Oil rose on Thursday after China took steps to pour liquidity into the world's second-biggest economy.
With each passing year the dividend trade continues to go strong, and 2015 is shaping up as no exception.
Facebook CEO Mark Zuckerberg and his wife just donated $75 million to this institution.
As the FAA considers drones for commercial use, demand is spiking for the engineers needed to design the aircraft, and operators needed to run them.
The jobs report has Republicans scrambling for a new angle to attack the economy under President Barack Obama, Politico's Ben White says.
Minnesota will no longer accept tax returns submitted through Intuit's TurboTax because of potential fraud.
U.S. stock index futures signaled a slightly higher open on Friday, encouraged by a better-than-expected labor market report.
Twitter's deal with Google to help tweets show up in the search engine isn't a prelude to a tie-up, Twitter's CEO Dick Costolo tells CNBC.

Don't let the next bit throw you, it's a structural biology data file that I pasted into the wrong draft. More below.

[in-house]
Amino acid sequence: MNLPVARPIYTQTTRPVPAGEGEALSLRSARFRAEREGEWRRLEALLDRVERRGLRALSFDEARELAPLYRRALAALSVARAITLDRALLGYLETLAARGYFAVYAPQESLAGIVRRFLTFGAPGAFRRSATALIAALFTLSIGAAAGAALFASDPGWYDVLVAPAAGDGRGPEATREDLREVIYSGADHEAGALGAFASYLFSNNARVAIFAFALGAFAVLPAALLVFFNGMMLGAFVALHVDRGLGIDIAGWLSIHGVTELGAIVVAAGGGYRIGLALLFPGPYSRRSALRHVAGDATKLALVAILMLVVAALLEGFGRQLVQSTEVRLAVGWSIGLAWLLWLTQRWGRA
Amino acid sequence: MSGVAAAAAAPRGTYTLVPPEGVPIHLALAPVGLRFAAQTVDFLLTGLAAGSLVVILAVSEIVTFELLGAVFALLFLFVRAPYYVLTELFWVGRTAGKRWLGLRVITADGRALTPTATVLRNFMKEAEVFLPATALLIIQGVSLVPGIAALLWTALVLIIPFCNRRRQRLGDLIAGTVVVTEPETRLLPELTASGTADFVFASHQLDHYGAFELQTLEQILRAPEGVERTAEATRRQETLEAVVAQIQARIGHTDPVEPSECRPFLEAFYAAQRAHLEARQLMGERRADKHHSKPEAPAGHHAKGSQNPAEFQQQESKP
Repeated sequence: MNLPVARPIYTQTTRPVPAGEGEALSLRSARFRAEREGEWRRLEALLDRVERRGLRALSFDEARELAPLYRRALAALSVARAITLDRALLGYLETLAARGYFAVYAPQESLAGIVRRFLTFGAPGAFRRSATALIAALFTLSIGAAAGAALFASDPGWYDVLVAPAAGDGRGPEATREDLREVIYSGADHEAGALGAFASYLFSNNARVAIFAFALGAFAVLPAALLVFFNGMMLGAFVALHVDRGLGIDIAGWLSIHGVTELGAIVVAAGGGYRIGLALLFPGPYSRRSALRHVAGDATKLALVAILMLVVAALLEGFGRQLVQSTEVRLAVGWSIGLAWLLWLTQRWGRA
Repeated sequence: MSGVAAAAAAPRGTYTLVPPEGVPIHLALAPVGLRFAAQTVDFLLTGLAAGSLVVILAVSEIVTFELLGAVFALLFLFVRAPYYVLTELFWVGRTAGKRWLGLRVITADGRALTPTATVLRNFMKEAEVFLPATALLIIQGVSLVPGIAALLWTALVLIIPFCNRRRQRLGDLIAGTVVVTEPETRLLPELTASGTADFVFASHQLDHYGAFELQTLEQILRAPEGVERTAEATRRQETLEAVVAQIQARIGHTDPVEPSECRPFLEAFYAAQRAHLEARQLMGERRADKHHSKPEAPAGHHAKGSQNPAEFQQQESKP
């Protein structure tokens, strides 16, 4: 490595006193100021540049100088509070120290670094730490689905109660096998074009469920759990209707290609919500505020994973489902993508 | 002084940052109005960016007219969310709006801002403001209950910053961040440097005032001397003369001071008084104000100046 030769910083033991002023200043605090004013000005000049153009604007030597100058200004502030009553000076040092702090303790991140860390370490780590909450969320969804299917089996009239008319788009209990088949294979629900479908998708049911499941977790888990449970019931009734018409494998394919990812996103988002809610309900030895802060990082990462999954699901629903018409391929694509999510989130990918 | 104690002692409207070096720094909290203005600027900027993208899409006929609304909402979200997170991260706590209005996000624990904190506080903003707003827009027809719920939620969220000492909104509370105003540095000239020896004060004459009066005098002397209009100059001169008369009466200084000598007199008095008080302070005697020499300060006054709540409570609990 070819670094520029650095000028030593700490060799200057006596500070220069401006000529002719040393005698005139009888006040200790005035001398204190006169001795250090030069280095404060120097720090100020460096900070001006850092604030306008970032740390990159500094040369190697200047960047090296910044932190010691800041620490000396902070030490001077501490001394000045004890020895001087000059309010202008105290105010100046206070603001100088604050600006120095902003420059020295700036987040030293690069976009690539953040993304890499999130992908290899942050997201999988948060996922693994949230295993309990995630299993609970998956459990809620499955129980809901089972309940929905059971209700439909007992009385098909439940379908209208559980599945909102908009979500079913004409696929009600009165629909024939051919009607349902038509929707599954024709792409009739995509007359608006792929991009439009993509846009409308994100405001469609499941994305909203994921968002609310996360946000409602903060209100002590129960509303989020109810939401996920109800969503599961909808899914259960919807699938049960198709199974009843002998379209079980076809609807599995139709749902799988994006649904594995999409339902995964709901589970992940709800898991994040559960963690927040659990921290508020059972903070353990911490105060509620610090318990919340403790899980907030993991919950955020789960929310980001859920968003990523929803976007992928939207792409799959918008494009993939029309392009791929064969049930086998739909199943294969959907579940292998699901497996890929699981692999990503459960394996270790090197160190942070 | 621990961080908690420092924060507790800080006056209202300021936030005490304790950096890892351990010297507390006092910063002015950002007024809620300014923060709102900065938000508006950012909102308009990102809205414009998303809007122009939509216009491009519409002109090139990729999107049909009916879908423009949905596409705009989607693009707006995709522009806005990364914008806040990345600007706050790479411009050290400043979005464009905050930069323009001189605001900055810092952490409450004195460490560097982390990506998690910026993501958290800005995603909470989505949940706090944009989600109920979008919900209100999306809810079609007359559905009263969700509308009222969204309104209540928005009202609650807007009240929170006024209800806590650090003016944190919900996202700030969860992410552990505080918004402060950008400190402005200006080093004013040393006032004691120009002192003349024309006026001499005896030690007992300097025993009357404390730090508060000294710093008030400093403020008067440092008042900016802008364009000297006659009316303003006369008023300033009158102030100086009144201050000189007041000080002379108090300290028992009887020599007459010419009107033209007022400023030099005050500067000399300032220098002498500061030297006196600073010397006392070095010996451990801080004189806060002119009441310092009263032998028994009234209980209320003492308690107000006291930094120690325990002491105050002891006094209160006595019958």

The unemployment rate edged higher but the U.S. economy added a better-than-expected 257,000 jobs in January, according to the latest data from the Bureau of Labor Statistics.
The U.S. Labor Department said Friday that the unemployment rate hit 5.7 percent in January, but does that rate tell the real story?
Chinese investment in the U.S. last year topped $10 billion for the second year. But are Chinese businesses coming to America a good thing?
"The Russian President carries a neurological abnormality," says a 2008 report using movement pattern analysis. USA Today reports.
The drama surrounding Greece's efforts to drum up support is just "theater," according to one analyst, who warned that Europe needs to wake up.
Oil could bottom around $40 a barrel but if it does, it won't linger there long, oil trader Andrew Hall said in an investor letter.
Denmark's central bank is reaching for bigger bazookas to battle the speculators betting it will be forced to abandon its currency's peg to the euro.
Australia's record low interest rates are about to head way lower, analysts tell CNBC, as the country's central bank scrambles to play catch up in the race to the bottom for borrowing costs.
Cocaine users seem to not to feel the losses associated with bad predictions, and this may mean their brains have more trouble learning from mistakes.
CNBC's Jim Cramer explains why investors have to own this particular stock.
Millions are to be made, if you believe in Jim Cramer's top visionary pick.
J.C. Penney is reinventing its 850 salons across the U.S. in a new partnership with InStyle.